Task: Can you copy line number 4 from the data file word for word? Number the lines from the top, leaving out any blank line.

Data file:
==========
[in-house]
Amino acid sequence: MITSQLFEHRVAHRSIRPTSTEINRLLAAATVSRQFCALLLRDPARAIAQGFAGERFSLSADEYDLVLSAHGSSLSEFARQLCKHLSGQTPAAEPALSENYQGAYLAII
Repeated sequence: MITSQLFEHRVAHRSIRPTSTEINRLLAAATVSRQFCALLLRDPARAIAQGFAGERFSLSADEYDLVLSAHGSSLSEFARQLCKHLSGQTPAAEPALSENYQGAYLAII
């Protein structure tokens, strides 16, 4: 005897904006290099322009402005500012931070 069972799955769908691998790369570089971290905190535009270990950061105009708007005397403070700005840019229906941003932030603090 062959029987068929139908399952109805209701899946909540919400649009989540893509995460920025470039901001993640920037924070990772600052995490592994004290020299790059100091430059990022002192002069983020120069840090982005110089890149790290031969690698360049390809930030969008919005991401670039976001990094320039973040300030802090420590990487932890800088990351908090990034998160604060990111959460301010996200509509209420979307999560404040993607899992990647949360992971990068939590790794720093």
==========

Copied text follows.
């Protein structure tokens, strides 16, 4: 005897904006290099322009402005500012931070 069972799955769908691998790369570089971290905190535009270990950061105009708007005397403070700005840019229906941003932030603090 062959029987068929139908399952109805209701899946909540919400649009989540893509995460920025470039901001993640920037924070990772600052995490592994004290020299790059100091430059990022002192002069983020120069840090982005110089890149790290031969690698360049390809930030969008919005991401670039976001990094320039973040300030802090420590990487932890800088990351908090990034998160604060990111959460301010996200509509209420979307999560404040993607899992990647949360992971990068939590790794720093």